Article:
Powerful, violent, gritty, gut-wrenching, and polarizing—these are just some of the words that come to mind when I think of Ai Ogawa’s poetry. The narrative poet is known for her short and intense dramatic monologues, her chilling offerings of a slice of someone else’s life. The fact that her poems are also told in first person narrative allows both Ai and the reader to step into her characters’ shoes. And bear in mind that these shoes are far from comfortable.
When Ai chooses her characters, she does so from the most marginalized and disenfranchised groups in the country—the outsiders, the downtrodden, the forgotten, the racially profiled, and the voiceless. She probes and exposes the underbelly of American culture and society, choosing to write about ‘taboo’ topics like abortion, child abuse, murder, and spousal abuse. Ai then, gifts her narrator with a voice so violent and so strong the reader cannot unhear it. The echo of her stories stick with you and into you like invisible needles, long after you’ve forgotten the actual words.
Now, for today’s poetry review, we’re doing an analysis of the poem, Woman to Man. The poem was first published in 1973 in Cruelty, Ai’s first collection of poetry. When Cruelty first came out, it did so in the midst of the second wave of feminism, and in the same year, the National Black Feminist Organization was founded.
One would think that a work as powerful and eye-opening as Cruelty would be embraced by all feminists, but a lot of feminists were actually offended by Cruelty’s content. They saw the violence, the tales of abuse, and the almost-salacious phrasing so clearly, but failed to hear the strength in the voices of Ai’s characters. But Ai’s narrators are strong—they are survivors. They face all these brutalities and rise above these experiences every single time. The violence Ai uses to describe her character’s life shakes the reader into wakefulness—if not into action, then into feeling something. Case in point, Woman to Man.
From the start of the poem, Ai uses ‘violence’ to grab the reader’s attention and convey certain emotions.
Lightning hits the roof,
Shoves the knife, darkness,
Deep in the walls.
They bleed light all over us.
The effect is jarring. You’re hooked—unsettled, but hooked. Now, the way the words ‘lightning,’ ‘knife,’ and ‘bleed light’ are used hints at an unpleasant realization. Note that when lightning flashes, everything the light touches becomes garish, exaggerated, and intensified. You see things clearly, sure. But also in ultra-sharp focus. This is what happens to the woman in our poem.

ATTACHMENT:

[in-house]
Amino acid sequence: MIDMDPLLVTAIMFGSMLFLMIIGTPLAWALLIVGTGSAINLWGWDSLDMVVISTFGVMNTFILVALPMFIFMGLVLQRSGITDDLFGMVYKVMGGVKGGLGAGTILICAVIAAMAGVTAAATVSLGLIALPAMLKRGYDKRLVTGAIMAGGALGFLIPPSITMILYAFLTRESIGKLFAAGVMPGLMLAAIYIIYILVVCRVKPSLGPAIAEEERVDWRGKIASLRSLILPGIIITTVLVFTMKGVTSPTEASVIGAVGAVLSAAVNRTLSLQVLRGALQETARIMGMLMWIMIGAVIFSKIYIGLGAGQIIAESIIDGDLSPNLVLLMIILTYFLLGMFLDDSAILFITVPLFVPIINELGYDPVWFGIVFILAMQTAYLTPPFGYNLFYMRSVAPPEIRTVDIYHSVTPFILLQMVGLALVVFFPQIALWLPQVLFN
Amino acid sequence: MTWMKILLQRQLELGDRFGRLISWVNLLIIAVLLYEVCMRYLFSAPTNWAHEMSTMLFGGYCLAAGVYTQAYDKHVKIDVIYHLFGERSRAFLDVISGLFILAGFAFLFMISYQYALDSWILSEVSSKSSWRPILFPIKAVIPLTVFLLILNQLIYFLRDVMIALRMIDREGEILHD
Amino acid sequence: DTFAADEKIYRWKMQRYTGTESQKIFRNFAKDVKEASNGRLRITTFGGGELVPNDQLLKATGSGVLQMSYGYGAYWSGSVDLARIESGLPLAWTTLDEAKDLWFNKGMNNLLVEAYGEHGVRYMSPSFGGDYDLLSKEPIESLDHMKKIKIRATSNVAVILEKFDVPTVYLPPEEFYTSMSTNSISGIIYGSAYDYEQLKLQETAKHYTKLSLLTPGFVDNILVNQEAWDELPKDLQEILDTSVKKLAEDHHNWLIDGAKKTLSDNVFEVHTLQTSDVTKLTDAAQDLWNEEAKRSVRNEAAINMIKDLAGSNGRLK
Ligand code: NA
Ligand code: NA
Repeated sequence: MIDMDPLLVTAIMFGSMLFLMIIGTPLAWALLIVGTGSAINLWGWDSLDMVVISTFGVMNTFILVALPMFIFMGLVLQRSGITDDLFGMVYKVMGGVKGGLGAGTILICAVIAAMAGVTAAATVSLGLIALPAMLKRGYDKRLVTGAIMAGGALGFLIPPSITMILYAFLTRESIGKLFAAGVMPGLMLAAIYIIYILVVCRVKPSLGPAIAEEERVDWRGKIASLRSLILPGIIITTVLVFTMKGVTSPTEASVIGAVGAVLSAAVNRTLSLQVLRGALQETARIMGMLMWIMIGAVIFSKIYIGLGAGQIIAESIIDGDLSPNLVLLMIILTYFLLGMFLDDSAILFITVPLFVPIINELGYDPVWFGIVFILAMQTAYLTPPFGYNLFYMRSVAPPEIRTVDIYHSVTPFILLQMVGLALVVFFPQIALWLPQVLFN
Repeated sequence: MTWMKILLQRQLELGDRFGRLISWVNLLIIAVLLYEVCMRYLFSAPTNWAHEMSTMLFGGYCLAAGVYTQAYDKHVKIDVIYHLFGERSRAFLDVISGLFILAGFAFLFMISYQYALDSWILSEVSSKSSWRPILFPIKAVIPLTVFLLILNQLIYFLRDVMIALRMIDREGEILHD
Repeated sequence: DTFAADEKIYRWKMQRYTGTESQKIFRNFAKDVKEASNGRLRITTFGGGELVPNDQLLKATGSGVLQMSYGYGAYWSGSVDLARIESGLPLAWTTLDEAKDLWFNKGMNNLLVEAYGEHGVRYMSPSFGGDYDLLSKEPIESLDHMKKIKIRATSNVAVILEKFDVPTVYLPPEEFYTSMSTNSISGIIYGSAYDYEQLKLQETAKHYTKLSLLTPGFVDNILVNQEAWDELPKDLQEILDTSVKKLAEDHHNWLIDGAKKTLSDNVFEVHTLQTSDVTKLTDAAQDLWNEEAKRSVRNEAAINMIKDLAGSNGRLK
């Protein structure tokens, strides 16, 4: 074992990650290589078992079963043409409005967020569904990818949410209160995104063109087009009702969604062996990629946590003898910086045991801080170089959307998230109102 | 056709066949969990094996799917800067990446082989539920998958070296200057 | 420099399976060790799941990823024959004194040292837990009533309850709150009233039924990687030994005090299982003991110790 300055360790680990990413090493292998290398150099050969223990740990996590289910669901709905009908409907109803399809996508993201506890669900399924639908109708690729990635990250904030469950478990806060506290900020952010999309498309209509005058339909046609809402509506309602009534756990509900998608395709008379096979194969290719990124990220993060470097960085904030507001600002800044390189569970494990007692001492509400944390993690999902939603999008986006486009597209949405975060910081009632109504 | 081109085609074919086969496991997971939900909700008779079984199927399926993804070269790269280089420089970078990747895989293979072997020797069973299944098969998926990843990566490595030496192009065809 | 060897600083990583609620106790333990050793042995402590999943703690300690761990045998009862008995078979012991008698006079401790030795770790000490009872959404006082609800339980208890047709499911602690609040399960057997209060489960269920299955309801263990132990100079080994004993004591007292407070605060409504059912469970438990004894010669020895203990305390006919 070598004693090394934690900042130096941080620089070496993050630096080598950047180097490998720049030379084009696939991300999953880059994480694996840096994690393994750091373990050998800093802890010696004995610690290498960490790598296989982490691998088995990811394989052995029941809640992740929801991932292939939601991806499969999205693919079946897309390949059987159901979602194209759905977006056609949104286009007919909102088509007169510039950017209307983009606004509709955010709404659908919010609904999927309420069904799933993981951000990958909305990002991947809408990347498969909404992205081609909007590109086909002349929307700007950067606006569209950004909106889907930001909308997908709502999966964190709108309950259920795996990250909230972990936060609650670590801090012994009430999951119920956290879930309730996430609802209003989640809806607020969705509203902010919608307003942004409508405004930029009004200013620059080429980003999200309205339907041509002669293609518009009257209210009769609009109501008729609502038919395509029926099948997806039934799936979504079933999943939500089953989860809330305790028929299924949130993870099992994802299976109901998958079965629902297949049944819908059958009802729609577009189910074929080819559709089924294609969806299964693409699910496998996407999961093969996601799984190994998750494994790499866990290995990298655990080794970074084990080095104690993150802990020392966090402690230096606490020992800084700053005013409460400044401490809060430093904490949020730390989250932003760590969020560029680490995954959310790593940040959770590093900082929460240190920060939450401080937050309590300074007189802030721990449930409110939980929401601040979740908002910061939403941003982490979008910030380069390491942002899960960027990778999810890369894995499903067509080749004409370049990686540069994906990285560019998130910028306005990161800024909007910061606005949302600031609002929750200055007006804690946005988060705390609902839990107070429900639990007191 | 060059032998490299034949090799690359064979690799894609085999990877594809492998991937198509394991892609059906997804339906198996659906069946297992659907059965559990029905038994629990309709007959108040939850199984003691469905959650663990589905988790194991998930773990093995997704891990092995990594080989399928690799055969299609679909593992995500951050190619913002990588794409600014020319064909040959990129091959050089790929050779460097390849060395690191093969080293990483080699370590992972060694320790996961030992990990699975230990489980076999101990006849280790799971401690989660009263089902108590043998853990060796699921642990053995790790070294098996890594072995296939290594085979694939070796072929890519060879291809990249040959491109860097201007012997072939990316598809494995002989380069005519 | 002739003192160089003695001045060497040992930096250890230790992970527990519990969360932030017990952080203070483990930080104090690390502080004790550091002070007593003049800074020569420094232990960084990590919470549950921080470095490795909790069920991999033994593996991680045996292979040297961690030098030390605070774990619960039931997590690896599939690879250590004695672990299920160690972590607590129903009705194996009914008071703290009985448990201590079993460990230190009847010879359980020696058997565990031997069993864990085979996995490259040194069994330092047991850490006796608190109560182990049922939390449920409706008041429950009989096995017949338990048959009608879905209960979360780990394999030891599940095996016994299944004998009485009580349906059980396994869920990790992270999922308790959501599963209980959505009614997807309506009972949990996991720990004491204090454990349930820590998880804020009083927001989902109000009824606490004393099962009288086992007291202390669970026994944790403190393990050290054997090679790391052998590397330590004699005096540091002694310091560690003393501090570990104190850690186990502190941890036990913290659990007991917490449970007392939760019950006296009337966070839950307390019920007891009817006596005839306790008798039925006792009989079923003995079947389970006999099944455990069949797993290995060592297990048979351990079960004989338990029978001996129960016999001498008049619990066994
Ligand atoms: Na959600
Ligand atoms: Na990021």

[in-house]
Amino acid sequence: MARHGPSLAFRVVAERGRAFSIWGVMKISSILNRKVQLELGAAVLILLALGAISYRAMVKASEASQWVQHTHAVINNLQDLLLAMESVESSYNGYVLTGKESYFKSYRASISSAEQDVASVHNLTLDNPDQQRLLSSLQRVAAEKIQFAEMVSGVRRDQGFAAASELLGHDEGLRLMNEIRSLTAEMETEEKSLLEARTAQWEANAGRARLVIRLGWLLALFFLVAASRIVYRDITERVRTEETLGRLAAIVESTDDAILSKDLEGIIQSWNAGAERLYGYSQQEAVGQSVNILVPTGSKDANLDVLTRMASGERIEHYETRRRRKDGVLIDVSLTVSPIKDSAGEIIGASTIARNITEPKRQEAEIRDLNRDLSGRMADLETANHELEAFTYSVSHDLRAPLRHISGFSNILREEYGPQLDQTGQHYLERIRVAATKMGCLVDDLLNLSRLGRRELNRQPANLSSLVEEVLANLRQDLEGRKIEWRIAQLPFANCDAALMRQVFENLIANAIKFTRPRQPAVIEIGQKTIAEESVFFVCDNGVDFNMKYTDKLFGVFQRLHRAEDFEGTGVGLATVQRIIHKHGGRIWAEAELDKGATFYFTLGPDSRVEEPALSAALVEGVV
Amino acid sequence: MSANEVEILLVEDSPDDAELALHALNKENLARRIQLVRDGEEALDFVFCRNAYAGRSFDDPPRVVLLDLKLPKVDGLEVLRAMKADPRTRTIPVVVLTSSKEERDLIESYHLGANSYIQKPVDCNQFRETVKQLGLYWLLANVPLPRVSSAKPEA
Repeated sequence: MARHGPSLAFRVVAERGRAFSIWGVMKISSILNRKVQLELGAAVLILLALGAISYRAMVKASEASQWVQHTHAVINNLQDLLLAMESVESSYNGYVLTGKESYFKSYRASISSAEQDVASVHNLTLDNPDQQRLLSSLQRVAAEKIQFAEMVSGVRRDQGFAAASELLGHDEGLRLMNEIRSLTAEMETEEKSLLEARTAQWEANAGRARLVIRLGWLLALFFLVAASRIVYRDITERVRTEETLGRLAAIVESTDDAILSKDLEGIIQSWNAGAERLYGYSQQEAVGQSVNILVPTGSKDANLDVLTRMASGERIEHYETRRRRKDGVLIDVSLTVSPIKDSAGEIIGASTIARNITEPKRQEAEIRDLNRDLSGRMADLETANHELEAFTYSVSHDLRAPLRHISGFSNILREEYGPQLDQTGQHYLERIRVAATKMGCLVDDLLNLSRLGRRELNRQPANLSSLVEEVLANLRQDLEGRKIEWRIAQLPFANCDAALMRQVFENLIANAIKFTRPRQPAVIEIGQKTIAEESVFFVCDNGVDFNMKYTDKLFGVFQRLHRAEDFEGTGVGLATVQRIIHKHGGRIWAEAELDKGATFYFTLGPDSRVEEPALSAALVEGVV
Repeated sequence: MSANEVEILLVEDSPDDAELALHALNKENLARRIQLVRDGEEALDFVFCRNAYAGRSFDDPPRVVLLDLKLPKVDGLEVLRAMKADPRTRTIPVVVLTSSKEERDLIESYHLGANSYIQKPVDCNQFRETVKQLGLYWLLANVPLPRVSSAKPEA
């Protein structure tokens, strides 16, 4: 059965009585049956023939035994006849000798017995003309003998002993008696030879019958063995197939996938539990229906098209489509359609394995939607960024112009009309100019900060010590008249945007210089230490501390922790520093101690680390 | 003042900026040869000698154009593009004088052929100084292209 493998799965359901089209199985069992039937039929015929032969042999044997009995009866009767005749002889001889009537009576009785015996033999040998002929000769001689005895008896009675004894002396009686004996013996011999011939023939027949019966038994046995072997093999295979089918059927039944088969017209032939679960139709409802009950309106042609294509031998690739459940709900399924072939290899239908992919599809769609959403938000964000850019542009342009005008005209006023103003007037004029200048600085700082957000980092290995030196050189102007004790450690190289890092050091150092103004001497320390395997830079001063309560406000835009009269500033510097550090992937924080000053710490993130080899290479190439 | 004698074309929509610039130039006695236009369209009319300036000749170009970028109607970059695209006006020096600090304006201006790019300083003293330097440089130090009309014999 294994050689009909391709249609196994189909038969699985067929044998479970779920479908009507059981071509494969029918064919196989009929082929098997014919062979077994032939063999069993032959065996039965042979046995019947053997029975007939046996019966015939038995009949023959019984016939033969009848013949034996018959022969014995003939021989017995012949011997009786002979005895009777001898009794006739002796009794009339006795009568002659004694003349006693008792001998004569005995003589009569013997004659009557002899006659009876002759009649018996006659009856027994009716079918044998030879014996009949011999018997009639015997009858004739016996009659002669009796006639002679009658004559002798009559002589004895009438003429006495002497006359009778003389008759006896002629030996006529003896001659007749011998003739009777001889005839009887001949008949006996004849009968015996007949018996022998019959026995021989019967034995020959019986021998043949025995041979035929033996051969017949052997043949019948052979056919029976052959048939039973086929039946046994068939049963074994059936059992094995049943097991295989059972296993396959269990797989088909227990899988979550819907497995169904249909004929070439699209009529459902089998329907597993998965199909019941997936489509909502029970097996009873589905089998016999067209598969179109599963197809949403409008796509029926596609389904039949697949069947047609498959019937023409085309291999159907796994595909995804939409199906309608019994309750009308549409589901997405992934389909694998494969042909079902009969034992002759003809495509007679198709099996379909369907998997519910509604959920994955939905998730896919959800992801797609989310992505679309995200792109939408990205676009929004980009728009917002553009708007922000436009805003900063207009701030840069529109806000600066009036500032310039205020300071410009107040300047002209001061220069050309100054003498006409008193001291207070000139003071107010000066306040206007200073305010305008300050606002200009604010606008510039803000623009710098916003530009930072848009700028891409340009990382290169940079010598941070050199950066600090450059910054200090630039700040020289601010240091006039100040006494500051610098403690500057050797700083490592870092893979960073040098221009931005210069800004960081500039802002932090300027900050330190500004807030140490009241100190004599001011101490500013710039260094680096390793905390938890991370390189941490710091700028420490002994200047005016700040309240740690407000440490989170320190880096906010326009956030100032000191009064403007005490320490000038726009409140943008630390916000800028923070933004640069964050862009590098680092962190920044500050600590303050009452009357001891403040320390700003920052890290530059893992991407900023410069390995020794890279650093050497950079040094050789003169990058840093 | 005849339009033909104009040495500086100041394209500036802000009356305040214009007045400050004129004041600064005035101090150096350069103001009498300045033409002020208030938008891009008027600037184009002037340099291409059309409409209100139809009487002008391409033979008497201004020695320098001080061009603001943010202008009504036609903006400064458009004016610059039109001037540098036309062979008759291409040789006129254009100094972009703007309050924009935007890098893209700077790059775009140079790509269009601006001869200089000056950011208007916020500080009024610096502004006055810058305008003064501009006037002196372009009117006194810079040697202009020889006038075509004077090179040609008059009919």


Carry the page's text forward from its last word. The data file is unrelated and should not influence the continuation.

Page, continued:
As the title suggests, our speaker is a woman addressing a man. But while women are usually portrayed as timid, loving, emotional, or feminine, the persona’s voice shows little of those traits. Instead, there is coldness, distance, and even a hint of derision. The persona goes on to say:
And your face, the fan, folds up,
So I won’t see how afraid
To be with me you are.
Ah, there it is. Could it be hurt that pushes our narrator into coldness?
Her succeeding lines establish the type of relationship she has with the man.
We don’t mix, even in bed…
In spite the physical intimacy they continue to share, there is an unbridgeable distance between them. Our narrator continues to elaborate:
There’s no need to hide it,
You’re snow, I’m coal,
I’ve got the scars to prove it.
And that’s how we get to the heart of the issue. The man is afraid to be with the woman. He will also never fully understand the woman—for he is snow and she is coal. She bears the scars that come with her identity as both a woman and a woman of ‘color.’
As those words also point out, Woman to Man features an interracial couple. While interracial relationships are pretty much a part of the norm these days, back in 1973, the topic was still quite taboo. See, interracial marriages only became legal in 1967 after the landmark civil rights decision of Loving v. Virginia.
Simple backgrounder: the case was filed by Richard Loving, a white man, and Mildred Loving, a black woman. Mr. Loving had been imprisoned for a year after ‘violating’ the state’s anti-miscegenation order of the Racial Integrity Act of 1924. When the Lovings won the case, it ended all race-based marriage restrictions in the country.
Before we go any further, it is important to point out that the poet Ai Ogawa is, herself, a product of a ‘scandalous’ affair between her mother and a Japanese man that her mother had met “at a streetcar stop.” Ai was born Florence Anthony, but had decided to change her name to “Ai,” (the Japanese word for ‘love’), as a reflection of her own mixed heritage.
Now, putting the poem in that context, we can assume that the man, (perhaps like the father Ai never knew), is afraid of the social repercussions that come with being with a woman of a different race. To avoid loving her, he shuts himself off from her.
The woman is aware of the man’s weakness, the same way she knows her own strength and power over him. In the last few lines, the persona speaks of lending the man strength by giving him ‘a taste of black’ he won’t forget. But it is a strength that she knows is temporary for the man can never completely fathom, nor does he have access to, the well of strength within her. The strength she gained from the wealth of hardships she’s experienced, the scars she has collected.
For a while, I’ll let it make you strong,
Make your heart lion,
Then I’ll take it back.
Notice how despite speaking of lending the man strength, she also speaks of taking that strength back. This is what stops the reader from assuming that the piece is a love poem. Woman to Man is nothing more than, and nothing less than, a slice of the woman’s life. Reality on steroids or a heroin crash. A glimpse into an affair doomed by circumstance and the fear resulting from it.